Deal covering fullerene molecules also calls for up to $4.25 million in milestones for each product.

Arrowhead Research’s subsidiary, Tego Biosciences, has sold its noncash intellectual property (IP) to Luna Innovations for $430,000 up front. The deal includes a portfolio of foreign and domestic patents and patent applications relating to modified fullerenes for use in diagnostic, therapeutic, imaging, and other biopharmaceutical-related applications.

“Tego IP came into Arrowhead via the Carbon Nanotechnologies acquisition, and we decided some time ago that it did not make sense for us to build the expertise necessary to develop fullerene-based healthcare products,” explains Arrowhead’s president and CEO Christopher Anzalone, Ph.D. “We also recognized that there was a lot of potential value locked up in the Tego patent portfolio, so we sought to unlock that value with the right partner.

“As a company and through some of its senior scientists, Luna brings a strong knowledge base of fullerene derivatives. We believe that their focused effort to develop fullerene-based products has the potential to bear fruit, particularly now that it has access to the Tego patent portfolio. We view this as a potentially significant value-driver for Arrowhead in the long term because the Tego patent portfolio is not just applicable to a single product. Rather, it may be used for a suite of multiple products, each of which could bring value to Arrowhead via milestone payments and royalties.”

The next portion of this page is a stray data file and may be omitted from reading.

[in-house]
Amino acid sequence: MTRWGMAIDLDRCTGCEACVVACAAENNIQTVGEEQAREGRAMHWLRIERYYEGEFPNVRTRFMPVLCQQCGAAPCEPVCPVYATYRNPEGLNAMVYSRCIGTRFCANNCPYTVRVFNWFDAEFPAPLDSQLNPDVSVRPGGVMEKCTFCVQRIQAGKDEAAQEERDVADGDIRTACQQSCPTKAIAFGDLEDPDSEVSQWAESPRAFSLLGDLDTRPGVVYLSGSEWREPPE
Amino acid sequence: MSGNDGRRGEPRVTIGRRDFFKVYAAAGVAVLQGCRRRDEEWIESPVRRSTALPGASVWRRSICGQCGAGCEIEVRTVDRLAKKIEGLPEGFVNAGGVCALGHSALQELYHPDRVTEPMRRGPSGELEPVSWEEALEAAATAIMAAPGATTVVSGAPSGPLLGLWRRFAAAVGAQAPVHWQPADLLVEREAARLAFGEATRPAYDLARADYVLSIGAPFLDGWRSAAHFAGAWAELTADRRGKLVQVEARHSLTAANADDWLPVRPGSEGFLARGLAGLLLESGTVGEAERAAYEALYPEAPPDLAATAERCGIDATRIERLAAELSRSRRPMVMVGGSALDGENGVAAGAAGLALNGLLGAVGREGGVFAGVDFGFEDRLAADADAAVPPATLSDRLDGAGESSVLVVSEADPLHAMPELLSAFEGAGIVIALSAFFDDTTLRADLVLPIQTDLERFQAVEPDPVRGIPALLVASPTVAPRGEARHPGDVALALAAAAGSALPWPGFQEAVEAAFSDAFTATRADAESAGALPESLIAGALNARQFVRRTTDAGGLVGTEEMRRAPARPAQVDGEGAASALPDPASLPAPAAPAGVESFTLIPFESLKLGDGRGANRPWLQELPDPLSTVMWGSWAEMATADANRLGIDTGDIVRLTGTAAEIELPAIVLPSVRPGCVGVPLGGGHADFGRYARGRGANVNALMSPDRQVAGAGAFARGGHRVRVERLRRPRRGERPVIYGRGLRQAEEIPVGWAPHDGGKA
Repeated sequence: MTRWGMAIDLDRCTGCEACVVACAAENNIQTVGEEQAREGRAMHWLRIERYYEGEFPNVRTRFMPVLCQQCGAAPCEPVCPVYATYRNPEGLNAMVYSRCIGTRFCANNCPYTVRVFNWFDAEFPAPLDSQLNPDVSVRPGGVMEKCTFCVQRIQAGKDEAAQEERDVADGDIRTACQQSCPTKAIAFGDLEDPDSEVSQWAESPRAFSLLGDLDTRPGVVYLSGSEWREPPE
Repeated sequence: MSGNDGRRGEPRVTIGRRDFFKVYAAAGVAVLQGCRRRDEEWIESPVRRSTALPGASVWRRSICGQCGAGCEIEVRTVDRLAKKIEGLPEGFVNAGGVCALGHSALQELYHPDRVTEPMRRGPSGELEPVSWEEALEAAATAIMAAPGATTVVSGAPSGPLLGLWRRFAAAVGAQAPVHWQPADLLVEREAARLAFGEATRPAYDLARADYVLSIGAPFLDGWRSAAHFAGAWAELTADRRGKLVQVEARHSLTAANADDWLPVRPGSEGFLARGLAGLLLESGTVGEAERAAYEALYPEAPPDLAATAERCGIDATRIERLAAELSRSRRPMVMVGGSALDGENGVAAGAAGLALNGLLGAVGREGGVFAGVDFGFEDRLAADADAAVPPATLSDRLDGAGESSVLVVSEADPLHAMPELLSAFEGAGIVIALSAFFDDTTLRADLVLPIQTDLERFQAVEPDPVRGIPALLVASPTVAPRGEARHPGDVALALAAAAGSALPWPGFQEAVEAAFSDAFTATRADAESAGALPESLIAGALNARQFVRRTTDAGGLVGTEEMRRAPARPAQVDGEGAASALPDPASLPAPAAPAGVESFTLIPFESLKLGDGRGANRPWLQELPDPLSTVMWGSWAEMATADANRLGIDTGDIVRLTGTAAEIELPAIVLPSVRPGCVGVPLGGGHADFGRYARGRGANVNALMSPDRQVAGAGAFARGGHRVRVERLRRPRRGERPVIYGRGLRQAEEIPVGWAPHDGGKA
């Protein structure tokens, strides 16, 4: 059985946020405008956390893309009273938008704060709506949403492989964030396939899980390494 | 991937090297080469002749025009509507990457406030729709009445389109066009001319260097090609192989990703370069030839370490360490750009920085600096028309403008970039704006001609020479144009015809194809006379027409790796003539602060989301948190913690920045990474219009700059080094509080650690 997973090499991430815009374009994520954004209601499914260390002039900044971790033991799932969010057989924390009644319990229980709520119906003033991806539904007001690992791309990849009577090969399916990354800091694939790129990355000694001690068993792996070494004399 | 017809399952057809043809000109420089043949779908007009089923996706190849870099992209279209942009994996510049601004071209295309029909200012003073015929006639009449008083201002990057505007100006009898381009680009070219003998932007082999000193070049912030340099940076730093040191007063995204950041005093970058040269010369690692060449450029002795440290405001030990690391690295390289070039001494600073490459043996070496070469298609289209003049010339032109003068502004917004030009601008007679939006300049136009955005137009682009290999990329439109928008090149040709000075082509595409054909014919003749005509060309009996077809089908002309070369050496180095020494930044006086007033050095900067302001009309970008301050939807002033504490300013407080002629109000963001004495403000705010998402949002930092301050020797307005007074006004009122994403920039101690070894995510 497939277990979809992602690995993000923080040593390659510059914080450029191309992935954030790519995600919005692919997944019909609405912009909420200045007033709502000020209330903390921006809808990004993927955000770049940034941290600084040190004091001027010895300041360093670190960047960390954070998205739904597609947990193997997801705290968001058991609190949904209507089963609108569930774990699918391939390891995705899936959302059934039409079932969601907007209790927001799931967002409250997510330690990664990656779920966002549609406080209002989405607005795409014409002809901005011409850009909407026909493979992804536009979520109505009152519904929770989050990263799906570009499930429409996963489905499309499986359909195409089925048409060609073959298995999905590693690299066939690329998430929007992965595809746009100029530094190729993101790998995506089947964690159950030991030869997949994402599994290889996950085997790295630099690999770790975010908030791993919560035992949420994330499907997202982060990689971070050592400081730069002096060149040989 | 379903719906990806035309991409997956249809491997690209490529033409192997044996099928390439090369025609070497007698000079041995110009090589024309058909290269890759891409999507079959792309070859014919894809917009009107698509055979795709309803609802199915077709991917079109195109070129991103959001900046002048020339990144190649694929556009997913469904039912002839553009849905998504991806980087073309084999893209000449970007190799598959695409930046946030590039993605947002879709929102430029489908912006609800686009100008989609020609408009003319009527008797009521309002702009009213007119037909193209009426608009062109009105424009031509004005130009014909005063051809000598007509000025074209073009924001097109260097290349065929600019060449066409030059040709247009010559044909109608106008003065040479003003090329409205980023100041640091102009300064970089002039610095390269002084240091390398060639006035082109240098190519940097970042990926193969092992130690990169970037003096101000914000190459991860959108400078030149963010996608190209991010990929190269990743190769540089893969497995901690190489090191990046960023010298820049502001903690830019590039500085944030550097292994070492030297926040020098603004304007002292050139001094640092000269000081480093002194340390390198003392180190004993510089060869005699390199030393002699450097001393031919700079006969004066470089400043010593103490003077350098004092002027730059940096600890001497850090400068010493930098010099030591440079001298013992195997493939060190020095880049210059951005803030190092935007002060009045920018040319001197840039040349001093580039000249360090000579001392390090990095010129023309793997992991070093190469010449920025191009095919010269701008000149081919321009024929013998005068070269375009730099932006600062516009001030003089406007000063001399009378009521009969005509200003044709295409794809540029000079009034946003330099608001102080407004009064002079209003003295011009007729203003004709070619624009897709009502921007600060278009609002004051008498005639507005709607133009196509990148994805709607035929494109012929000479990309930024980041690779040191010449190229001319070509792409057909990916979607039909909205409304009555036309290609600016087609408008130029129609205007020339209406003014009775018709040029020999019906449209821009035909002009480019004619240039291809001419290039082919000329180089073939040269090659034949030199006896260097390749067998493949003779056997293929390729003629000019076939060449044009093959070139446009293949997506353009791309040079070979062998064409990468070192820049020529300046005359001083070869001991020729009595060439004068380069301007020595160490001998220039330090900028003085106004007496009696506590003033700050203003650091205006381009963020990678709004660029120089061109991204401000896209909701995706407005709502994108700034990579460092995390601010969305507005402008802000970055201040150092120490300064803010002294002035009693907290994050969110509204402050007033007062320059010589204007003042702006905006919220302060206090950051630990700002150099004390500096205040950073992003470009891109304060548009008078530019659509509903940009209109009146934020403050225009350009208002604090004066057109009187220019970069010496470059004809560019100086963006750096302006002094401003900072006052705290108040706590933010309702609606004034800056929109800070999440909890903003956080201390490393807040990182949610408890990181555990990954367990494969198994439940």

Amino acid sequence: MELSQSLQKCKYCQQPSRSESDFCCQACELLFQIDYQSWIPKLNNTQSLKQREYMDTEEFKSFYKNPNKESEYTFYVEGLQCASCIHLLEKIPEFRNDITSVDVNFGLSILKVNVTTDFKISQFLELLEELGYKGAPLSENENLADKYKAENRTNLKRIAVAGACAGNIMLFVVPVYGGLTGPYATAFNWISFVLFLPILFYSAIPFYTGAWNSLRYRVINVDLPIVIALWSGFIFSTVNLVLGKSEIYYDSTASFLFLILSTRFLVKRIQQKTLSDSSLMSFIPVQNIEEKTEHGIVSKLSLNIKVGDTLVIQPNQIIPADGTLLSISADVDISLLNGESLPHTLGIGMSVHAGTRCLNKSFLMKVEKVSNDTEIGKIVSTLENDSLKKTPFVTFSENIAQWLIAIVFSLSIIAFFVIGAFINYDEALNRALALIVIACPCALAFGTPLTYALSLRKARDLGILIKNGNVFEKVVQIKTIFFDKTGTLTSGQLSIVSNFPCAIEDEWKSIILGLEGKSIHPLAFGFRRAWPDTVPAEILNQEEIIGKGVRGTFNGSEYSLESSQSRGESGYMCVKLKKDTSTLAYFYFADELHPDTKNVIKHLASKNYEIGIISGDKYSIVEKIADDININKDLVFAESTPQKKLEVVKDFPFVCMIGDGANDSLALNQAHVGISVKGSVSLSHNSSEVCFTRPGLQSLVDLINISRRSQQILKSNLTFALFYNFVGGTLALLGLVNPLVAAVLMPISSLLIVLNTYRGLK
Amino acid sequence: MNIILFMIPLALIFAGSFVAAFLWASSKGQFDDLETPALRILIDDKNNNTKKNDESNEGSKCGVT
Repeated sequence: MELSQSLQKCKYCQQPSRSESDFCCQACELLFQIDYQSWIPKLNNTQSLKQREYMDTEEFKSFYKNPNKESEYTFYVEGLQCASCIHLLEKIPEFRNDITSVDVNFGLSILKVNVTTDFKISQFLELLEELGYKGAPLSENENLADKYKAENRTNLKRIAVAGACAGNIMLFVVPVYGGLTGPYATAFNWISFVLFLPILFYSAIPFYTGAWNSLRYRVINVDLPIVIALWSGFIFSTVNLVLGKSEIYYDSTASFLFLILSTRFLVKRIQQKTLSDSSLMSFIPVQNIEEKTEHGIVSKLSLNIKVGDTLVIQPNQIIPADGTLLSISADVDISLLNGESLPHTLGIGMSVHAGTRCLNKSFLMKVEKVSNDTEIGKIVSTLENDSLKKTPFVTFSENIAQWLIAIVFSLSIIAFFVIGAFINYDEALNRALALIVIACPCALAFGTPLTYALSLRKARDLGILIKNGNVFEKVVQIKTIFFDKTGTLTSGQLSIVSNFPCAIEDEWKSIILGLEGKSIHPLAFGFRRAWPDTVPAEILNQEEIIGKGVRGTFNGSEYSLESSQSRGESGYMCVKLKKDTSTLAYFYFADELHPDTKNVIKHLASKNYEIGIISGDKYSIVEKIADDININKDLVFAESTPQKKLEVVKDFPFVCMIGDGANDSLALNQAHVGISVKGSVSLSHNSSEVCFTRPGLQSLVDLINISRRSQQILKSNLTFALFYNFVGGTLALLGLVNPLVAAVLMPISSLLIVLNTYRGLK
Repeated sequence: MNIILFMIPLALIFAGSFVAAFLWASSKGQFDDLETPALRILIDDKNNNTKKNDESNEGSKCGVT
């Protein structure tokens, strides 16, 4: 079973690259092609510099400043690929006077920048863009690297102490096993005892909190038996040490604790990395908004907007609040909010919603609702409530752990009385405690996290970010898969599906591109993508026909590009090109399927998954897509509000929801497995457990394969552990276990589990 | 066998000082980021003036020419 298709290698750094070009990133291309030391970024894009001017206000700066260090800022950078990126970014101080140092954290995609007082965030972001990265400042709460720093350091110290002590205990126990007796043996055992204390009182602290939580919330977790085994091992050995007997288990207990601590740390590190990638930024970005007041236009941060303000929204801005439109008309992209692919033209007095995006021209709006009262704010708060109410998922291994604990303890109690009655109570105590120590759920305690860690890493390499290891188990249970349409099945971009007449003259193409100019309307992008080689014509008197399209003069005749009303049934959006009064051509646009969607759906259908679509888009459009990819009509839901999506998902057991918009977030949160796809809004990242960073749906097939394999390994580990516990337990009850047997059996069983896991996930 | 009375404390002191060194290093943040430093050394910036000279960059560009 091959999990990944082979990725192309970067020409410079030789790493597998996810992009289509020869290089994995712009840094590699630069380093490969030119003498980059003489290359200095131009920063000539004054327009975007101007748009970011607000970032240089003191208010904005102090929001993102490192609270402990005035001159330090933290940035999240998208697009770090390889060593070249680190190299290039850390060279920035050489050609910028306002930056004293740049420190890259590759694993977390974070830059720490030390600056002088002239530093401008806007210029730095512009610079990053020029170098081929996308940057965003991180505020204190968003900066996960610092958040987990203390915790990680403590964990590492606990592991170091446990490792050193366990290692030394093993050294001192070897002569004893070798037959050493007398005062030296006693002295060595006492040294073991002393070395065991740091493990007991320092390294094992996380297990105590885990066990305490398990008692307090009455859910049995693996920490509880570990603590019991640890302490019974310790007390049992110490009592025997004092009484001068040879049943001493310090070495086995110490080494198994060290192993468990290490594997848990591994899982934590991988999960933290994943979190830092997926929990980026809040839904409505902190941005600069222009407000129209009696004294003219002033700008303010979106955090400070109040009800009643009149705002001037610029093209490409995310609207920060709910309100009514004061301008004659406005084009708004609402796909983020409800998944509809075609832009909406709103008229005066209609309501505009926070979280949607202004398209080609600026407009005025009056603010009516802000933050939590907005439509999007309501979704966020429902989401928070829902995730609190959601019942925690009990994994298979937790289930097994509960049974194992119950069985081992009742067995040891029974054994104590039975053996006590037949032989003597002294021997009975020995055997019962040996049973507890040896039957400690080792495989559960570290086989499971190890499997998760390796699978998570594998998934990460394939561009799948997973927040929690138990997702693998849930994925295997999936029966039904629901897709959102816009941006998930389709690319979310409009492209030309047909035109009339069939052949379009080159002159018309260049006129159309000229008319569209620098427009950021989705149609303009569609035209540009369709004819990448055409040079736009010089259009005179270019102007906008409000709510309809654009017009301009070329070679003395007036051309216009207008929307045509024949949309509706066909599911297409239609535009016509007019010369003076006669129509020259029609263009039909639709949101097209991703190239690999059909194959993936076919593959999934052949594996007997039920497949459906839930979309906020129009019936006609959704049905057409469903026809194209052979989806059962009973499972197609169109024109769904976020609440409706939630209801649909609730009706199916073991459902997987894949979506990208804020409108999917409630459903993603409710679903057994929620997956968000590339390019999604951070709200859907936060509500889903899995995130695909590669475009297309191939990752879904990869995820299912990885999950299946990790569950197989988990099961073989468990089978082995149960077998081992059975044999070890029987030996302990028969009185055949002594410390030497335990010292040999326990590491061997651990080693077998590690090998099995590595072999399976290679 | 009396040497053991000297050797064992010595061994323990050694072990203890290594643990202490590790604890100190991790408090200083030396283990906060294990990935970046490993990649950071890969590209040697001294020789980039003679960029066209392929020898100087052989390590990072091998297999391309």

Under the terms of the agreement, Luna will pay milestone fees of $4.25 million for each fullerene product it brings to market under the Tego IP. Additionally, Tego will earn royalties on net sales of all products built with its IP. Tego will receive 10% on revenues from the licensing or resale of the IP and 50% of net proceeds from The Bronx Project products developed using Tego IP.

Arrowhead Research is a holding company that forms, acquires, and operates subsidiaries commercializing nanotechnologies. Unidym and Agonn, two of its subsidiaries, develop carbon nanotubes for the electronics industry. Calando Pharmaceuticals, another subsidiary, couples nanotechnology and the potential of RNAis. Calando’s self-assembling nanoparticles, comprising a polymer delivery system and an RNAi therapeutic, are designed for intravenous injection and have shown positive results in small-scale animal studies.

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